Top New Restaurants in Boston 2016: The List
From South End indie-Indian fusion to hipster Jewish deli in Kendall, presenting our road-tested, thoroughly vetted, highly subjective guide to the 25 new tables most deserving of reserving right now.
Craving even more? Dig into the rest of our 2016 Top New Restaurants feature.
Edited by Jolyon Helterman
Photographs by Nina Gallant
With additional reporting by Elizabeth Bomze, Jacqueline Cain, and Brittany Jasnoff
25. Brassica Kitchen + Café
3710 Washington St., Jamaica Plain, 617-477-4519, brassicakitchen.com.
When Jeremy Kean and Philip Kruta burst onto the scene in 2013 with their North End pop-up, Whisk, even jaded food snobs were wowed by the fresh energy they brought to the chef’s-tasting genre. Brassica Kitchen + Café, Keane and Kruta’s long-sought permanent home, so far lacks that sparkle. It’s partly the whiplash of a high/low menu that bounces from excellent fried chicken to out-there seaweed tagliatelle to head-scratchingly straightforward duck à l’orange. Maybe it’s a sophomore slump. Maybe they’re simply stretched thin serving daily breakfast, lunch, and dinner. And yet. If you’d seen these guys play a few seasons back, you’d be sneaking them in as a wildcard, too.
Scouting Notes: See above.
24. Home Taste
58 Mt. Auburn St., Watertown, 617-923-0227, hometastema.com.
After a long run on Cantonese-lite, our collective appetite for Chinese food has been trending west—particularly when it comes to noodles. Ying and Kai Chen’s Home Taste is the latest local outpost to peddle Xi’an- and Shaanxi-style gems like chewy, ragged hand-pulled noodles stir-fried with slices of wok-smoky cumin lamb; slippery “cold skin” ribbons punctuated with spongy wheat-gluten cubes bathed in a glowing-red-chili-oil vinaigrette; and tangles of bouncy strands topped with ragu-like pork and fried-bean-paste sauce.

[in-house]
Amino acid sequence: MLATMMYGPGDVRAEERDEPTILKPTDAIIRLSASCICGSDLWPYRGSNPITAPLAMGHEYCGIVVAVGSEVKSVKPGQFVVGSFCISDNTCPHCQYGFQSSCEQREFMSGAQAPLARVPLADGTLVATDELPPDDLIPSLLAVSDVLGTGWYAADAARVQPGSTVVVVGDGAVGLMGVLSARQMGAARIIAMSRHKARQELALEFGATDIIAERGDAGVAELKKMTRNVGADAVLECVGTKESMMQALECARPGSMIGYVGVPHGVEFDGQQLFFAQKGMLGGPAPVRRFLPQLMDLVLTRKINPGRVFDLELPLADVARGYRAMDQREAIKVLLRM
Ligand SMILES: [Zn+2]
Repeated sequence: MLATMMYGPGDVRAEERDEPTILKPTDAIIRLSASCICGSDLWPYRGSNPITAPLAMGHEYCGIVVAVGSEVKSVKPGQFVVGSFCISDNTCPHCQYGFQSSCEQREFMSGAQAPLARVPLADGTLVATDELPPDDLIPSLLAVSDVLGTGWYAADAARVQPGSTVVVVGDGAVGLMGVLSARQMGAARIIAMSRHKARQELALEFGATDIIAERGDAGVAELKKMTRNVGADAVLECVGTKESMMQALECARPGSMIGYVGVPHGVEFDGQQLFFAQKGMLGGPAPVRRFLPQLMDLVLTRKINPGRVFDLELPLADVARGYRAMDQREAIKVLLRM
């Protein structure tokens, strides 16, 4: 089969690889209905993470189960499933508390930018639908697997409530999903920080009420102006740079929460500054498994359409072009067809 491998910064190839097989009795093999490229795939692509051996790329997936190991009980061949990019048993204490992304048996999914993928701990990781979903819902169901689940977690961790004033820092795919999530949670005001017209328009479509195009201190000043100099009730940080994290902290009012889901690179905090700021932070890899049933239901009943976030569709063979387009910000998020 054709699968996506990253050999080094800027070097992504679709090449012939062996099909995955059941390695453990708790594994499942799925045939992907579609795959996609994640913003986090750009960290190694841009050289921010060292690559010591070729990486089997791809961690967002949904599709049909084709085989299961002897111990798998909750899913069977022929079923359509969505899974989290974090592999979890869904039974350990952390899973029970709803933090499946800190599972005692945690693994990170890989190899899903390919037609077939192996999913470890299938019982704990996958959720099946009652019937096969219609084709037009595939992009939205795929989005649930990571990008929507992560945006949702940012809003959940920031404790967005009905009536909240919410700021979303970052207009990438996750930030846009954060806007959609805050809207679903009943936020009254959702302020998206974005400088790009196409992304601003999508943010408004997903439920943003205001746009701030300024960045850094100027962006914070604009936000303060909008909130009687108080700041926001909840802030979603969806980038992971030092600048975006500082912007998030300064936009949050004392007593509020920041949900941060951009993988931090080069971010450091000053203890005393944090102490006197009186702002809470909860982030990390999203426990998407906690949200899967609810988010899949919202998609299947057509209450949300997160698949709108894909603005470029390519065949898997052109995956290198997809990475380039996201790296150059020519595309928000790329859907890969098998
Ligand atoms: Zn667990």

Scouting Notes: Oppressive décor; stick with takeout or delivery.
23. The Smoke Shop
One Kendall Sq., Cambridge, 617-577-7427, thesmokeshopbbq.com.
Frankly, the oak-and-cherry-wood-smoked meats at this stylish new ’cue joint haven’t hit their stride. A ribbon-decorated vet of the competition-barbecue circuit, Andy Husbands has to be wringing his hands over brisket texture that toggles between all-but-rendered, fat-laced perfection and chalky desiccation. The good news: The menu packs enough stunners to keep fans coming in. The fried chicken is solid, the southern sides are masterful, and a roster of “New Style City Q” sandwiches includes brisket dressed with Korean-style vinaigrette, kimchi, and gochujang ranch. Meaning, we’re rooting for a textural turnaround in the fourth quarter.
Scouting Notes: Brown-booze depth to make bourbon snobs weep.
22. Kava Neo-Taverna
315 Shawmut Ave., Boston, 617-356-1100, kavaneotaverna.com.
With our starting Greek quarterback (Brendan Pelley’s shuttered pop-up, Pelekasis) indefinitely benched, we’ve tried subbing in a host of first-string hopefuls from an almost comically deep roster of new Hellenic contenders. Our current favorite: this cozy Shawmut Avenue taverna, where we’ve taken to drowning our sorrows in a glass or two of minerally assyrtiko in between bites of straightforward yet reliably satisfying small plates (mezedakia) and entrées. Highlights include crispy, honey-soaked psiti (salty baked-feta bites) and smoky, grill-charred, oregano-perfumed sea bass drizzled with olive oil and a bracing squeeze of lemon.